First off, I don't know why snails have antennas. Are they eyes? And what if we cut those antennae off? If they are like eyes, could a blind snail survive somehow?
It really depends on which type of gastropod you are talking about, since different types of snails, have different types of eyes.
Marine gastropods could only become more mobile, when their abilities of sight had improved. This happened, when the eye cup deepened and the visual opening narrowed. An effect was the result, which in historical time was used by the so-called pinhole camera: A picture of sufficient sharpness can be displayed by reducing the camera's aperture to the size of a pinhole. The smaller the aperture, the sharper the picture. But because there is only a small amount of light falling through the pinhole, the image will be quite dark. Besides, the displayed area of the image is very limited.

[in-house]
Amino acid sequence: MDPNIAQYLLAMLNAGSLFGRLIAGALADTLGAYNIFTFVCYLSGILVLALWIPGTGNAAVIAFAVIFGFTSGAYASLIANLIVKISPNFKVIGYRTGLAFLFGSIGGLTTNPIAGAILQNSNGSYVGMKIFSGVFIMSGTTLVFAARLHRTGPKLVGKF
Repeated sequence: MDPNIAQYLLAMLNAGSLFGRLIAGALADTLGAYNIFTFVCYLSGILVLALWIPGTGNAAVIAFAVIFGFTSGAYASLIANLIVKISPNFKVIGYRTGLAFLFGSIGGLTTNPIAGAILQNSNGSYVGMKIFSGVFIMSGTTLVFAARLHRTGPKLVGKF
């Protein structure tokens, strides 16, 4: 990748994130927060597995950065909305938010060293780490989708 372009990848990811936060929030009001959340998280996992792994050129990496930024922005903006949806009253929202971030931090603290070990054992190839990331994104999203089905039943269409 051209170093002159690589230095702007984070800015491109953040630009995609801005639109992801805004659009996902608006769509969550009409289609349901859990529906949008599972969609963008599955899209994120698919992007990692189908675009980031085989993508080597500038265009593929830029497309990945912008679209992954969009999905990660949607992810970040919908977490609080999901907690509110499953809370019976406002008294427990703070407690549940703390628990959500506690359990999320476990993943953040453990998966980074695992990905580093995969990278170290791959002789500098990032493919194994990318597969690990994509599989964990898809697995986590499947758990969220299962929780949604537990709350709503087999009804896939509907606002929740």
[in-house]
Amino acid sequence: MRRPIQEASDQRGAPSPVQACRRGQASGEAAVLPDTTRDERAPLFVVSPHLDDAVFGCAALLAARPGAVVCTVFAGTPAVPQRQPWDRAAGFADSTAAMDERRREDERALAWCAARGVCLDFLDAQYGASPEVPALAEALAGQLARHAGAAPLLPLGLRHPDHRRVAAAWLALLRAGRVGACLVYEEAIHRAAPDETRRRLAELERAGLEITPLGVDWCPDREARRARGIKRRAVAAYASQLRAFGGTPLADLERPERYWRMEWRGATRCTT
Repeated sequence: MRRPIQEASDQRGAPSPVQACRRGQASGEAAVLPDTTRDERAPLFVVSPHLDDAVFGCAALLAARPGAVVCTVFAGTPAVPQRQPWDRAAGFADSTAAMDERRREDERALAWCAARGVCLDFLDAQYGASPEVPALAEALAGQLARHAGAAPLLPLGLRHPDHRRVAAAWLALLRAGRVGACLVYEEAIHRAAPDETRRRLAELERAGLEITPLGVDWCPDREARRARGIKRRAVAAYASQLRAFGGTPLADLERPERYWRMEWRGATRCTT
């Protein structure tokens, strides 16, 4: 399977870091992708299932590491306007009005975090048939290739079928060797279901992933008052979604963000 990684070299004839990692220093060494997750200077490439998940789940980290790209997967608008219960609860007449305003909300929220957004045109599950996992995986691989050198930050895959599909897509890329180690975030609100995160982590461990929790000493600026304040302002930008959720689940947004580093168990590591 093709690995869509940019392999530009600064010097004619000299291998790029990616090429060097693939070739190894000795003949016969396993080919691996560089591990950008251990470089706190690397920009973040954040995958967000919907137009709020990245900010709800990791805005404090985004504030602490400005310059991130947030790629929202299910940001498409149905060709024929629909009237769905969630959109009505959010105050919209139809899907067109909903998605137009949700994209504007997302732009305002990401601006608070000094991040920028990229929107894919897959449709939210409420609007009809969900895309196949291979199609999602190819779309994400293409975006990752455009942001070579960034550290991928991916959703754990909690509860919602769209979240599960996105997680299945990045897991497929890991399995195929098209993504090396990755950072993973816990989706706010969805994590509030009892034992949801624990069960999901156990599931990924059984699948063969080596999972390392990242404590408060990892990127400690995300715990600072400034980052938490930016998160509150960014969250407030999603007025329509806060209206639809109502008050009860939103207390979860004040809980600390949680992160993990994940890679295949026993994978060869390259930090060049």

From left to right: Pinhole eye of an ormer, A Roman snail's simple lens eye, A limpet's cup shaped eye
Could a blind snail survive?
There are even some types of gastropods which are naturally born blind such as:
Cecilioides acicula, common name the "blind snail" or "blind awlsnail", is a species of very small, air-breathing land snail, a pulmonate gastropod mollusk in the family Ferussaciidae.
This animal is white, there are two pairs of tentacles, but eyes are lacking. 4 The shell is long and narrow, up to a maximum of 5.5 mm and a width of 1.2 mm.5 The shell is colorless, glassy and transparent when it is fresh, a somewhat opaque milky-white when it is not fresh.
Snails which are visually impaired are not limited in their ability to move, however, and can easily navigate their habitats through their sense of touch and smell.
Regarding the ethics of your "investigation", I'd recommend to just not do it.